# pgfplots line from top to bottom (0% to 100%) but at given x value

I'm trying to draw a straight line from the top of a graph to its bottom without defining specific y-values but only saying from 0% to 100% of the y-axis. The x-value, however, should be set in the coordinate system of the graph.

I'm running compat=1.15, so I don't need to add axis cs: before the coordinates to let them match the real graph.

I think, that I'd need to use two different coordinate systems. For the x-value the default axis cs comes in handy but for the y-value I'd rather need the axis description cs. Please note that the default graphs in pgfplots do have a little margin on each side, so even if I would enter the y-values manually the line wouldn't be from the very top to the very bottom, which it should be.

As can be seen in the MWE, setting a value that is smaller than the smallest plotting value gives the correct result, so a possible hack could be to just use extreme numbers, but I don't like that idea.

### MWE

\documentclass{article}

\usepackage{pgfplots, filecontents}

\pgfplotsset{compat=1.15}

\begin{document}

\begin{tikzpicture}
\begin{axis}[
xlabel = {x},
ylabel = {y},
]
(200, 20)
(210, 22)
(220, 23)
(230, 25)
(240, 35)
(250, 40)
(260, 36)
(270, 27)
(280, 20)
(290, 19)
(300, 15)
};

\draw (250, 0) -- (250, 40);
\end{axis}
\end{tikzpicture}

\end{document}

• Try \draw (current axis.south-|<x>, 0) -- (current axis.north-|<x>,0); where <x> is your desired x value. – Max Aug 23 '18 at 8:07
• Or \draw (250,0 |- {axis description cs:0,0}) -- (250,0 |- {axis description cs:0,1}); – Stefan Pinnow Aug 23 '18 at 8:09
• @Sam Sure, the -| means that I want to use the intersection of a horizontal (-) line coming from the first coordinate, and a vertical (|) line coming from the second coordinate. Similarly, the |- means the same, but the other way around. In principle this means that for -| I am using the y coordinate of the first point, and the x coordinate of the second point, discarding the x of the first point and the y of the second point. – Max Aug 23 '18 at 8:15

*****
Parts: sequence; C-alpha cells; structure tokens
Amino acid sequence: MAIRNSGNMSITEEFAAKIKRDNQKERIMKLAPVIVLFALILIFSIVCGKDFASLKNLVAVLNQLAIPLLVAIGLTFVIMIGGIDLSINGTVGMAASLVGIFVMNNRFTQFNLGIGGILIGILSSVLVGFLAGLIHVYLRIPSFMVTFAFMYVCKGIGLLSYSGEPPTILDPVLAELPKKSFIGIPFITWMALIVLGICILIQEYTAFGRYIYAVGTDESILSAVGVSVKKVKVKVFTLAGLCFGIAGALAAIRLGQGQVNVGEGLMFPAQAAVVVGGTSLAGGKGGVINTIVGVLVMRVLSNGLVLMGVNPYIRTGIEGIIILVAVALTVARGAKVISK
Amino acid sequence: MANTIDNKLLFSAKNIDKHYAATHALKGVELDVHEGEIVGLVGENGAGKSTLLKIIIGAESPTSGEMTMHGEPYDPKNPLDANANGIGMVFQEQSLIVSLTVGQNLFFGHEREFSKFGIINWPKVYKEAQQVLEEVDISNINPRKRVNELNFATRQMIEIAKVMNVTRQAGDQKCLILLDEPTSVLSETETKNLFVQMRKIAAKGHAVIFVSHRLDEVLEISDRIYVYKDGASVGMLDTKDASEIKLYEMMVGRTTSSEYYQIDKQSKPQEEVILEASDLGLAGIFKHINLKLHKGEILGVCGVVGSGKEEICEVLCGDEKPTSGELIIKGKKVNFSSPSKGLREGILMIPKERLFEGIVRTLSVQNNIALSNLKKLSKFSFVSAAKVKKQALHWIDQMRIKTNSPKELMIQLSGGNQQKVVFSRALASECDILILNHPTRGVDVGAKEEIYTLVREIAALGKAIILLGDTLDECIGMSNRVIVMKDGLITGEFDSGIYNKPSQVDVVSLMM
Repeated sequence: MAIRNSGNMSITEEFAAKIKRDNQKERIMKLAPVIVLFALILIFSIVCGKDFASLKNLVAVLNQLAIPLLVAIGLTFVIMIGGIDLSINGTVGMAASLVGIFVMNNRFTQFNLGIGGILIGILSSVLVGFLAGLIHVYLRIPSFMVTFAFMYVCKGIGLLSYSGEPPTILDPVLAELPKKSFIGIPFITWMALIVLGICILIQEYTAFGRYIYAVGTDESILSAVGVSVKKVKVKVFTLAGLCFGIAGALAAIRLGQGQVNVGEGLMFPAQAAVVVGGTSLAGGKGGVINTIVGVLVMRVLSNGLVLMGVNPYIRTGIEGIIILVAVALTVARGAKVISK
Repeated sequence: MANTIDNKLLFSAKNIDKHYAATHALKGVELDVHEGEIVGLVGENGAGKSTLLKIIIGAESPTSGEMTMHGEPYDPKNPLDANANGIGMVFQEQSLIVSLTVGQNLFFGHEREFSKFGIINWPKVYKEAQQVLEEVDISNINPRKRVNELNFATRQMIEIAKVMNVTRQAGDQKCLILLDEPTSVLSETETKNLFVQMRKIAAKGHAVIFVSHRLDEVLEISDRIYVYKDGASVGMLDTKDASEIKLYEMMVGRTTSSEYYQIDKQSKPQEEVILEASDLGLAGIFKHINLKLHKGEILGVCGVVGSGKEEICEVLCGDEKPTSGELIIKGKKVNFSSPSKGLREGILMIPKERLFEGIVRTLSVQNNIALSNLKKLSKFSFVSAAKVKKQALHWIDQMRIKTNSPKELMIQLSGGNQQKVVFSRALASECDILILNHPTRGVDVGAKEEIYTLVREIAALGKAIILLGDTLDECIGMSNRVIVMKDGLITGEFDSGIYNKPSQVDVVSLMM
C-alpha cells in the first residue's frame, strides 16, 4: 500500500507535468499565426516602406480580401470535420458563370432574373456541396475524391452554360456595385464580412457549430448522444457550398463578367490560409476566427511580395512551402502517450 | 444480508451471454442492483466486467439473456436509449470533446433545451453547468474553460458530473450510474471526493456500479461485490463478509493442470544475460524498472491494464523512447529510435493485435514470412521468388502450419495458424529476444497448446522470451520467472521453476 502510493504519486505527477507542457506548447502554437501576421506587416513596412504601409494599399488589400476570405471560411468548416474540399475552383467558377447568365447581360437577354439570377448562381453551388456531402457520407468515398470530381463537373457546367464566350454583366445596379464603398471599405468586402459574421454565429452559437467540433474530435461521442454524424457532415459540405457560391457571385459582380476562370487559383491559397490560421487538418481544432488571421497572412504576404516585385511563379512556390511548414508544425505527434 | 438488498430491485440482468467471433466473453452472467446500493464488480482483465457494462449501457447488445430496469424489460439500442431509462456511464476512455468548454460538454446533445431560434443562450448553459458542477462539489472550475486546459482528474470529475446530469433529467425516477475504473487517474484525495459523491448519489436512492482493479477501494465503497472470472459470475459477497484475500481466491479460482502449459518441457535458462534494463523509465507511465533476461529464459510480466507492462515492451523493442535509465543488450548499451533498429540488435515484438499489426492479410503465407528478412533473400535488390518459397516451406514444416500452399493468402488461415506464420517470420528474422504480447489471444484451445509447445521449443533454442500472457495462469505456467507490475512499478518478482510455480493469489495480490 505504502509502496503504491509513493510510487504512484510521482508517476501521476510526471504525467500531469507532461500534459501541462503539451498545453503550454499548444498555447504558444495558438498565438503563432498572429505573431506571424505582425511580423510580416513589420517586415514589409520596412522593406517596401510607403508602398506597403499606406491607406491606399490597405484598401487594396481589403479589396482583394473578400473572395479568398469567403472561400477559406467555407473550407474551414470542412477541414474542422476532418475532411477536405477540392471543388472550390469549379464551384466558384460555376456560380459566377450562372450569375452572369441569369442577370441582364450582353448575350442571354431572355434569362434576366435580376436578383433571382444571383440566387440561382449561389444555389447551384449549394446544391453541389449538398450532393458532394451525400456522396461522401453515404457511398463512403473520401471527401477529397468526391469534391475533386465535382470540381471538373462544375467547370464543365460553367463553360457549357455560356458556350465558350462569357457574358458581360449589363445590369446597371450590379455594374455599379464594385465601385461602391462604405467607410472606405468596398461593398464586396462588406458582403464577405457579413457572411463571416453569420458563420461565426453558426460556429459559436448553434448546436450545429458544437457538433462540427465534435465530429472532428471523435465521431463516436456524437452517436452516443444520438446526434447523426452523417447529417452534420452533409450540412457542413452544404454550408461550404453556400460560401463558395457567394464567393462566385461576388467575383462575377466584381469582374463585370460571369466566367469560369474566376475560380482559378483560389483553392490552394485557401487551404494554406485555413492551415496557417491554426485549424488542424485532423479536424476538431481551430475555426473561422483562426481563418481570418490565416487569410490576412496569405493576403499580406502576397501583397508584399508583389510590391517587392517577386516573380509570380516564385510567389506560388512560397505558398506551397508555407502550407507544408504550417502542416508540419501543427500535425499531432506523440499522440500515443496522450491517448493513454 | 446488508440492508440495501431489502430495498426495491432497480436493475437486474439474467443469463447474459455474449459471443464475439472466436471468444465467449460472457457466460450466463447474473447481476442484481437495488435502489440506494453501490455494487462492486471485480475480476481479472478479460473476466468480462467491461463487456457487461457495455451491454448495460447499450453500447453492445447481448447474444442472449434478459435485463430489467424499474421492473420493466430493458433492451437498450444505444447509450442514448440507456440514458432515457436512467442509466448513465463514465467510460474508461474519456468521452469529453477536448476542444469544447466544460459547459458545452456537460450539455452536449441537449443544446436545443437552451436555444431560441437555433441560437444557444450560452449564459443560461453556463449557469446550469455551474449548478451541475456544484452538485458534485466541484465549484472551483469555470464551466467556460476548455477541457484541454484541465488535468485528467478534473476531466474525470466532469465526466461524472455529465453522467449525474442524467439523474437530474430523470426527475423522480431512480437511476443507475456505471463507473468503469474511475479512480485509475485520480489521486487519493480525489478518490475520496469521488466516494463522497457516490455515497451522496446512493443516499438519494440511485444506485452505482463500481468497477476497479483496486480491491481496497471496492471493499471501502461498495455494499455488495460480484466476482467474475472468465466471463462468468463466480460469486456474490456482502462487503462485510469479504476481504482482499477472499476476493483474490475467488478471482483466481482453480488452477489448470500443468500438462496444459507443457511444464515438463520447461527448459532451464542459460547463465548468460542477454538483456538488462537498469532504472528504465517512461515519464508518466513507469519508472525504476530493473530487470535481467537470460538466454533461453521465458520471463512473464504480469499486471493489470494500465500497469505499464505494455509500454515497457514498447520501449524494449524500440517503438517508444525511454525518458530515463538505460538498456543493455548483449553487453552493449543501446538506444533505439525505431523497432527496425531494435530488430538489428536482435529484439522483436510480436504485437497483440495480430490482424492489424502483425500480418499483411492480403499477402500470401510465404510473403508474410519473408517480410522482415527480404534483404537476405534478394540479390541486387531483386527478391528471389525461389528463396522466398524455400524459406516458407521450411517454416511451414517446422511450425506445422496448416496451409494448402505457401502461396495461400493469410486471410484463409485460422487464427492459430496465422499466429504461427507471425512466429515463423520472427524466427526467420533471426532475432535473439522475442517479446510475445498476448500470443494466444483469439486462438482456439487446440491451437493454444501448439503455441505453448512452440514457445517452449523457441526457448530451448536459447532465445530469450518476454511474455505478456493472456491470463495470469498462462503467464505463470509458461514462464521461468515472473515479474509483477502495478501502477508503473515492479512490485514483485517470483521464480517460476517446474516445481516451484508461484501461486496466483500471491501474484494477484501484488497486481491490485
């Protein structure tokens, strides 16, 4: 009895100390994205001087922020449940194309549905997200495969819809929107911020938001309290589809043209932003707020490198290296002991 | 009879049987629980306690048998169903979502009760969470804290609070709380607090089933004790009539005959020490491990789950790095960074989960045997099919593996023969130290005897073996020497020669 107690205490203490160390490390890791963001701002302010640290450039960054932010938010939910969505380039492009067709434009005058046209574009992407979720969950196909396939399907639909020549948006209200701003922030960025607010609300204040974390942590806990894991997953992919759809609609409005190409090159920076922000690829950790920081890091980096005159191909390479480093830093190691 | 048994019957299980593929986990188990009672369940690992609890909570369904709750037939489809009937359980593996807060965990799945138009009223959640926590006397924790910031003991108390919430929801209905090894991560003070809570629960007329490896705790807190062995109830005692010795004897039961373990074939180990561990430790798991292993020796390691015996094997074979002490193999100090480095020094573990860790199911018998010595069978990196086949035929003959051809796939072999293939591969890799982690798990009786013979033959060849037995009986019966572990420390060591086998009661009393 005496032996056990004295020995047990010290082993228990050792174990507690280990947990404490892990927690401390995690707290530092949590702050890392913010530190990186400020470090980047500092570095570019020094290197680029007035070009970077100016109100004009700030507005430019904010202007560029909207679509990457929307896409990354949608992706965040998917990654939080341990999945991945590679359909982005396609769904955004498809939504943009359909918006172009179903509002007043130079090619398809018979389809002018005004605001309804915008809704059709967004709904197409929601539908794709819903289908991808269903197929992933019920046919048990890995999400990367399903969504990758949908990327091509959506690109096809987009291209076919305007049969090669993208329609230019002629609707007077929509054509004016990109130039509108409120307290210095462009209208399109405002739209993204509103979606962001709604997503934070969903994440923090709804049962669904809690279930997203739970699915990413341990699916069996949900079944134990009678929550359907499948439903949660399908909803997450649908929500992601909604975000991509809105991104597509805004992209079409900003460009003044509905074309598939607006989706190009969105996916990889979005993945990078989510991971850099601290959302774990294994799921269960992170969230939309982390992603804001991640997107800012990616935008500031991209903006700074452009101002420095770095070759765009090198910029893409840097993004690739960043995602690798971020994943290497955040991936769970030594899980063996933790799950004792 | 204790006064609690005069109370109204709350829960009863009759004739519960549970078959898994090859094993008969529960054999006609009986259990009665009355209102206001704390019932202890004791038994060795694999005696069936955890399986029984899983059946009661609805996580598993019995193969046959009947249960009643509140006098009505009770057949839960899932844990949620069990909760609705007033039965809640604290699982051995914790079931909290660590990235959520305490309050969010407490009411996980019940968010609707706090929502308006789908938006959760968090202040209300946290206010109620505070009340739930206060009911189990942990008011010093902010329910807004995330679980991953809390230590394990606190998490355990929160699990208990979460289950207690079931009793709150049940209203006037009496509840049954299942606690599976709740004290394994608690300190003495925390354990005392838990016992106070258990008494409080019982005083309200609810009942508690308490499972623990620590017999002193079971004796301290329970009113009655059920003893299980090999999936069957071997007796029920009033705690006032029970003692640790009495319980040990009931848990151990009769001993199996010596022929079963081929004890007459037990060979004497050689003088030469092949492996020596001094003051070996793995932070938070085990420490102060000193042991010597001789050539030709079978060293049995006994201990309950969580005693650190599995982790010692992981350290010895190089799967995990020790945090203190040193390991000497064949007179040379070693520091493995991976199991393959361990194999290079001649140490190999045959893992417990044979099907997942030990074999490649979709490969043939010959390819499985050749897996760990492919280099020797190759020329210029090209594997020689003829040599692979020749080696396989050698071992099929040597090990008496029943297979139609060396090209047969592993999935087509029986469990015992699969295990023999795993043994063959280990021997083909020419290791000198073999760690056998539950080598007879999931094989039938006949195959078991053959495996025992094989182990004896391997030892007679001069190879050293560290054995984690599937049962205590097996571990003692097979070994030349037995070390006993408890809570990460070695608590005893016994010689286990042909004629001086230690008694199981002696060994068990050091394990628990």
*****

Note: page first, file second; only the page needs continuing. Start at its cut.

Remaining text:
• @Sam With first and second coordinate I mean the coordinates within the parentheses. So (current axis.south-|250,0) uses the y value of current axis.south, which is the bottom of the axis, and the x value of the point (250,0), expressed in the axis cs due to compat=1.15. – Max Aug 23 '18 at 8:17
• I'm voting to close this question because it is solved in the comments. – Stefan Pinnow Aug 29 '18 at 5:06

This can be done with

\draw (current axis.south-|<x>, 0) -- (current axis.north-|<x>,0);


Or as Stefan Pinnow commented with

\draw (<x>,0 |- {axis description cs:0,0}) -- (<x>,0 |- {axis description cs:0,1});


Which both use the perpendicular coordinate system, which takes two points (let's call them p and q), draws a vertical line from one and a horizontal line from the other, and returns the intersection point of these lines. The implicit syntax can be used as: (p-|q) or (p|-q).

The -| means that I want to use the intersection of a horizontal (-) line coming from p, and a vertical (|) line coming from q. Similarly, the |- means the same, but the other way around. In principle this means that for -| I am using the y coordinate of p, and the x coordinate of q, discarding the x of p and the y of q.

MWE:

\documentclass{article}

\usepackage{pgfplots}

\pgfplotsset{compat=1.15}

\begin{document}

\begin{tikzpicture}
\begin{axis}[
xlabel = {x},
ylabel = {y},
]
(200, 20)
(210, 22)
(220, 23)
(230, 25)
(240, 35)
(250, 40)
(260, 36)
(270, 27)
(280, 20)
(290, 19)
(300, 15)
};

\draw (current axis.south-|240, 0) -- (current axis.north-|240,0);

\draw (260,0 |- {axis description cs:0,0}) -- (260,0 |- {axis description cs:0,1});

\end{axis}
\end{tikzpicture}

\end{document}


Resulting in